“Very good, place your bags on the pad and your right hand on the panel,” luggage was stored in the orbital port’s pattern buffer and transferred to the ships the passengers were assigned to, with their DNA scanned, each passenger can freely collect their luggage from the ship’s pattern buffer at any time. Walker and Matthews had their suitcases beamed away and headed for the nearest personal transporter platform. The promenade of Risa’s orbital port was a bustling marketplace; Matthews speculated that there had to be over a hundred different races all trading, haggling and mingling. All things considered, they both preferred DS9’s promenade, it had the same atmosphere but had more order and felt safer. The SS Royal Scotsman NAR-84721 was one of a fleet of transwarp liners gifted to the Risian people by Grand Nagus Rom, who thought it was only fitting people travel there and back in the same luxury as they receive on Risa. The Royal Scotsman was the liner assigned to the Sol system route.
Tarek’s meeting with Vice Admiral Kelly, head of Starfleet Security went smoothly, whilst it was strictly a professional meeting, she did enjoy meeting her former instructor again. “Nila?” someone spoke her name as she was walking.
“Vaan?” Trek smiled at the sight of her old friend.
“I thought that was you,” the massive Hirogen officer smiled.
“I see you’ve been promoted,” she pointed to a hollow third pip on the breast of his gold uniform.
“I see I’m not the only one, congratulations.”
“Same to you.”
“What brings you all the way to Earth?”
“I’ve been assigned to the Cerberus.”
“The new transwarp ship?”
“The very same, you?”
“I’ve been posted to the Darwin. We really should catch up; do you want to meet at the Quantum Café later, watch the election?”
“It’ll be crowded,” Tarek frowned.
Tarek sighed, “alright, Vaan. For you.”
While it was much bigger than a Vigilant class ship like the Defiant, LaMarche couldn’t help but be consciously aware of how much smaller the Stargazer class USS Onslaught NCC-90872 was compared to DS9. He knew it was a feeling that would pass but he also knew that he couldn’t sit in the guest quarters for the entire trip. He wandered one or two decks without any particular destination in mind. “Are you lost, Lieutenant?” Someone asked.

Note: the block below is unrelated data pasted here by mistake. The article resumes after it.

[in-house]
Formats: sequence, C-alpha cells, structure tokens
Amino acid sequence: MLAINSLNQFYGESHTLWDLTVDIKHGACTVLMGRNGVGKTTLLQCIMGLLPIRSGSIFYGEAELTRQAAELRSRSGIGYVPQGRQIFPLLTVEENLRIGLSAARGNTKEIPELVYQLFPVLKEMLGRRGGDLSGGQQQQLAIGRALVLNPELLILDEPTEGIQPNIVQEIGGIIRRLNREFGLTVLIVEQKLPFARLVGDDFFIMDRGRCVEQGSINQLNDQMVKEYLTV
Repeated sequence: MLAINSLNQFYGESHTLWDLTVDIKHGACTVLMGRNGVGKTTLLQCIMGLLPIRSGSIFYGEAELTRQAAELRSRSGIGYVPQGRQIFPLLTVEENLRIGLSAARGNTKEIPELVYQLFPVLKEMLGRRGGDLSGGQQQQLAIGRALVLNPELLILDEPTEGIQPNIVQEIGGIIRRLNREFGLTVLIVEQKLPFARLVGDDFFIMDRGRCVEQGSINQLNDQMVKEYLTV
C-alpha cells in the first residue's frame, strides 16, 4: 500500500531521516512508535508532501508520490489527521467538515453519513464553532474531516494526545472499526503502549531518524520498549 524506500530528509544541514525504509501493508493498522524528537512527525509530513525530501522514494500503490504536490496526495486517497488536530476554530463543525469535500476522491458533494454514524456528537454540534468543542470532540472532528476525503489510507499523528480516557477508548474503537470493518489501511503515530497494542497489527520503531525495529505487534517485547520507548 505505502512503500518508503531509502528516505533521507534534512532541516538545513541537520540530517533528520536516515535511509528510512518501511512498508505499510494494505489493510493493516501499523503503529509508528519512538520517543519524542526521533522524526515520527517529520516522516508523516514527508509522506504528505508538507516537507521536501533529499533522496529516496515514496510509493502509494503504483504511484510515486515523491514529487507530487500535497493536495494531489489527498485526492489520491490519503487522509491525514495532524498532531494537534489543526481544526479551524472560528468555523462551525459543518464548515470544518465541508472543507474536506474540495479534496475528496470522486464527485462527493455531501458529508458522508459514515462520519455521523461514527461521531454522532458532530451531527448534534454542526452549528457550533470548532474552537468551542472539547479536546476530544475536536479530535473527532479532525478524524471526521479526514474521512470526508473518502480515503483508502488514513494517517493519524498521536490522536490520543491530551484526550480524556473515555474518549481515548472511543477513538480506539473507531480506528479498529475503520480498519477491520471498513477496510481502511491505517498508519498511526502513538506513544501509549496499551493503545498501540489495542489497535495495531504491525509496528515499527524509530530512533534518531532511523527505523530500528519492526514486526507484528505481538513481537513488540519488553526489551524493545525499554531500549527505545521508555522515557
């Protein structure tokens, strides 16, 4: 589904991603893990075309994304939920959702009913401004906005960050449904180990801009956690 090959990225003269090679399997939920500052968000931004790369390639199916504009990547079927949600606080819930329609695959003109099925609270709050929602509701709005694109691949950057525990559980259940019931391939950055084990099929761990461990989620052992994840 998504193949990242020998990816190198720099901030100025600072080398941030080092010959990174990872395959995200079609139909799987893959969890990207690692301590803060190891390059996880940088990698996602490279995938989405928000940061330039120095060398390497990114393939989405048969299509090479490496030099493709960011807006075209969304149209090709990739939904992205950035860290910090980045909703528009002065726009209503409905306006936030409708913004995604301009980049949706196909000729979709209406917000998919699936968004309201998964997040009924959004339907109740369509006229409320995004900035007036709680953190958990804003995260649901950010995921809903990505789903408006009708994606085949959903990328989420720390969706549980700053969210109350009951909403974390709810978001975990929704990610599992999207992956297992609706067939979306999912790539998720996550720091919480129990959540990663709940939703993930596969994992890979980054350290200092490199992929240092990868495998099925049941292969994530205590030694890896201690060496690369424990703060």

“I was just stretching my legs, ma’am,” LaMarche answered Commander Maura, the Deferi executive officer of the Onslaught.
“I’d recommend the mess hall; engineering isn’t much of a tourist trap.”
“Engineering? I wandered further than I thought,” LaMarche laughed.
“It happens. Most of the crew will be in the mess hall later to watch the election; you’re welcome to join us, if you can find a seat,” Maura joked.
“Isn’t that the kind of thing the captain would attend and leave the first officer in charge?”
“He said he couldn’t see the logic in a social gathering to watch the news.”
“Computer can you show me a cross section of the Cerberus class transwarp coils?” Shimura asked while in the hololab in the Tucker Wing of the Cochrane Building, headquarters of Starfleet Engineering. It wasn’t until she had started going over the specs of the Cerberus in the hololab that the excitement about being this ship’s chief engineer really set in. Something about getting to see and touch the designs was so much more fulfilling than reading blueprints. It was now that she couldn’t wait to get here hands on the real thing.
“So are you going to tell me?” R’Kal asked.
“Tell you what?” Paris raised an eyebrow. “We called each other when we got promoted but you didn’t tell me where you’d been posted. You said it would be a surprise when I got to Earth.”
“Oh, right, well…” Paris started.
“Excuse me; are you Ambassador Torres’ daughter?” A voice interrupted.
“Yes, Ambassador Pran?”
“Your mother said you forgot this PADD.” Ambassador Vilix’pran of New Xindus handed it to her.
“You didn’t need to go to all the trouble, sir.”
“It was no trouble; I was heading out this way.”
“Good day,” the Xindi-Avian left, heading towards a restaurant.